One can punish a dog, it seems to me, for an offence like chewing a slipper. A dog will accept the justice of that: a beating for a chewing. But desire is another story. No animal will accept the justice of being punished for following its instincts.
Such is the limited reasoning ability of David Lurie, a middle-aged (52) White South African man who spends his days as an adjunct professor at Cape Technical University in Cape Town where he teaches introductory communications courses which bore him and leave him with nothing but contempt for the students he regards as ignorant. That a dog has a desire to chew or that some instincts, if acted upon, should be punishable acts doesn’t seem to occur to Lurie, a twice divorced serial womanizer who chalks his desires up to instinct and therefore not something he should be sorry for.
Lurie, the protagonist in the Booker Prize winning novel, Disgrace by J.M. Coetzee, is forced to resign from the University after a 20-year old female student files a complaint, a charge he acknowledges but won’t apologize for. Unemployed and publicly humiliated, Lurie decides to drive nearly 500 miles to visit his 25-year old daughter in Grahamstown, on the east coast of South Africa, where she lives and works on a small farm that used to be a commune. During his visit, a violent incident impacts both father and daughter, leading them to reexamine their relationship with each other and the world around them.
Disgrace is a more than a novel about a narcissistic and self-absorbed man though. Written in both the first and third person, the reader is privy to both Lurie’s thought process and the narrator’s voice as the story unfolds. From Lurie’s perspective, the reader sees an aging man who has always considered himself a player (“were he to choose a totem, it would be a snake.”) but realizes those days are nearly gone:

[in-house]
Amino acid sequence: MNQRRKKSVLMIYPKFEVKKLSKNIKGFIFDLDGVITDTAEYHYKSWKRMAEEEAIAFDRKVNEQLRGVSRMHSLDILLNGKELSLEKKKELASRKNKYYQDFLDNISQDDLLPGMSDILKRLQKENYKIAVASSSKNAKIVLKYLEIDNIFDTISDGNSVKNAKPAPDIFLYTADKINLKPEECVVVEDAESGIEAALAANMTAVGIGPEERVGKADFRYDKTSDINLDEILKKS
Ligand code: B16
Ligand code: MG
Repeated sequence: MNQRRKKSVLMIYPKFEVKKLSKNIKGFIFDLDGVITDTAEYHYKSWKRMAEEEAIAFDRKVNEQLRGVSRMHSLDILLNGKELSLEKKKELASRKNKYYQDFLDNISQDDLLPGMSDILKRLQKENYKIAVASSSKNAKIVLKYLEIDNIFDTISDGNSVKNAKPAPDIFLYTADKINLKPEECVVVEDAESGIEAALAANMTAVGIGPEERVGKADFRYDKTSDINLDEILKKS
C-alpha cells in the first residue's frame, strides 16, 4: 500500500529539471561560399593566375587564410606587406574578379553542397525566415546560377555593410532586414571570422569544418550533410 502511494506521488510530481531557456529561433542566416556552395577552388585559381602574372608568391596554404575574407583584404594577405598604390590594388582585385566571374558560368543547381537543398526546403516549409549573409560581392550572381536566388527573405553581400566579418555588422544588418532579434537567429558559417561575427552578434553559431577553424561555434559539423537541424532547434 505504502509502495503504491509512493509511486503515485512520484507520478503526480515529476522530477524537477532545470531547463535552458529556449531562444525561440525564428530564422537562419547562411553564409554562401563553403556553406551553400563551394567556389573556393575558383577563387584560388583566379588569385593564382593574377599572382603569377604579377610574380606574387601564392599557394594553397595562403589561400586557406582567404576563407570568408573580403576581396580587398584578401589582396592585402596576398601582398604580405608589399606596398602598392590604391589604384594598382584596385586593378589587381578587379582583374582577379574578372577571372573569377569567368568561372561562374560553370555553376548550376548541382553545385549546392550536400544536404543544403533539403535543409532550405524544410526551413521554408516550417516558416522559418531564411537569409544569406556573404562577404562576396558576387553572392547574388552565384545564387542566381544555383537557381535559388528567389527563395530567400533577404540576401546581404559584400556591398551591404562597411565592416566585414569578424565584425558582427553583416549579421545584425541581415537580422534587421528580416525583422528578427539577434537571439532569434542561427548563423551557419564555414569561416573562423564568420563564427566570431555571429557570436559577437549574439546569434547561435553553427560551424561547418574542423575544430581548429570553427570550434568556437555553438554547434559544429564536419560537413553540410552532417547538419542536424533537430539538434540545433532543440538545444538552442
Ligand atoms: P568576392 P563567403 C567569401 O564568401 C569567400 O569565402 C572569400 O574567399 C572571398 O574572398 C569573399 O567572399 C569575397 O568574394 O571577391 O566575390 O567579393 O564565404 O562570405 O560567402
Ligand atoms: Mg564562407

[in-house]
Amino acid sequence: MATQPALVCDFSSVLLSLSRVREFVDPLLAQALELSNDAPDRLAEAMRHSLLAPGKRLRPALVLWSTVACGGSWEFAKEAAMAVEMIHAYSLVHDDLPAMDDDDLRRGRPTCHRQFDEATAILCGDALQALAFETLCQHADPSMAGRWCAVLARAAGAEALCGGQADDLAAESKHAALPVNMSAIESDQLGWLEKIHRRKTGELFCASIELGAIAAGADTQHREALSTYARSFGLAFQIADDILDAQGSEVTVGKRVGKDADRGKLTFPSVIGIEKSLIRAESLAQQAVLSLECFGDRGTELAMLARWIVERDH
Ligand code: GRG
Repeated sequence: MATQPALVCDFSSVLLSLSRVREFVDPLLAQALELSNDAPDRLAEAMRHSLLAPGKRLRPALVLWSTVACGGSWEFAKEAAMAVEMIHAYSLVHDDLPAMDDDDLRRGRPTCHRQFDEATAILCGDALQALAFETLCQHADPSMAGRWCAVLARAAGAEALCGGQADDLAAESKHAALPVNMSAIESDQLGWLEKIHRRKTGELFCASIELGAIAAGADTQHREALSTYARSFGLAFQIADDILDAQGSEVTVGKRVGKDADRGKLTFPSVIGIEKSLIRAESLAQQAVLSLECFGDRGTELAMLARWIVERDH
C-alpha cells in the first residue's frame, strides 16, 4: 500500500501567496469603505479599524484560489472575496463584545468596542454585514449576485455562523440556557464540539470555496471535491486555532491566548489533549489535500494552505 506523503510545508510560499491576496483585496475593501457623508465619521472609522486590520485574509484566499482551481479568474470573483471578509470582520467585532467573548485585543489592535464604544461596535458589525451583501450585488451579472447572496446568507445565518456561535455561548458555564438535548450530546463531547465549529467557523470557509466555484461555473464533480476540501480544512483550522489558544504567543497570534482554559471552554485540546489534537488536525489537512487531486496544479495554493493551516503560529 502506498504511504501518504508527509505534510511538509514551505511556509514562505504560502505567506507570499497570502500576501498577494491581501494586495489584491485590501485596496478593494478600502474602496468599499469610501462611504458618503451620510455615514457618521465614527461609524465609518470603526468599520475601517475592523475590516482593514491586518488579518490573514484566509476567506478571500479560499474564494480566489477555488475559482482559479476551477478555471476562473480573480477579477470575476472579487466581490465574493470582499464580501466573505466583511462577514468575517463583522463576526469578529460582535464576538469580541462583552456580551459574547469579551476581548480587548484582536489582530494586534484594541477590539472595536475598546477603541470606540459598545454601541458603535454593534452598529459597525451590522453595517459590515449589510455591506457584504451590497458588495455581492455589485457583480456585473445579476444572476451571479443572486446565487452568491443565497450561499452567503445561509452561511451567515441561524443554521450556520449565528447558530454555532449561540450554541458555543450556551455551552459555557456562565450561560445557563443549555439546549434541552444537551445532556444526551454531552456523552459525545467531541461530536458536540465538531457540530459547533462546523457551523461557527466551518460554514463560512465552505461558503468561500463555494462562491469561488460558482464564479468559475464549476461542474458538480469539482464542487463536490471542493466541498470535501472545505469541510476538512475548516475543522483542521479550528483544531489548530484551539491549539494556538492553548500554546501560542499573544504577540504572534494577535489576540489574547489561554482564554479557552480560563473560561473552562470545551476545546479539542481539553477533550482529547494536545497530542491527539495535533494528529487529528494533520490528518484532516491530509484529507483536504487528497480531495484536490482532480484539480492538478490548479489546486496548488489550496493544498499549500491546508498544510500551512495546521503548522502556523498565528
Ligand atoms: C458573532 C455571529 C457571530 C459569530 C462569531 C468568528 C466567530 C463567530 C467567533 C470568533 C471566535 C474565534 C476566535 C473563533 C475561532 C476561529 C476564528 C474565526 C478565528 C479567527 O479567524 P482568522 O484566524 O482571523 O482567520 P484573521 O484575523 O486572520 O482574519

He ought to give up, retire from the game. At what age, he wonders, did Origen castrate himself? Not the most graceful of solutions, but then ageing is not a graceful business. A clearing of the decks, at least, so that one can turn one’s mind to the proper business of the old: preparing to die.
His interests lie in solo pursuits – studying opera, poetry, and especially the writings of Lord Byron, the English poet most famous for the satirical masterpiece Don Juan. A gifted artist who died at 36, Byron was known for his sexual exploits and was spared the ravages of time by dying young – a fact that intrigues Lurie who identifies with the pleasure-seeking poet.
From the narrator’s point of view, the reader is exposed to post-Apartheid South Africa where the white male is no longer all-powerful and yet, women are still treated as chattel. Justice is loosely defined especially when blood lines are involved, and animal rights are virtually non-existent. Disgrace shows the reader the many disgraces that happen in a world where there are not enough resources for everyone, where the weak and the kind have insufficient protection, and when men believe “a women’s beauty does not belong to her alone. It is part of the bounty she brings into the world. She has a duty to share it.”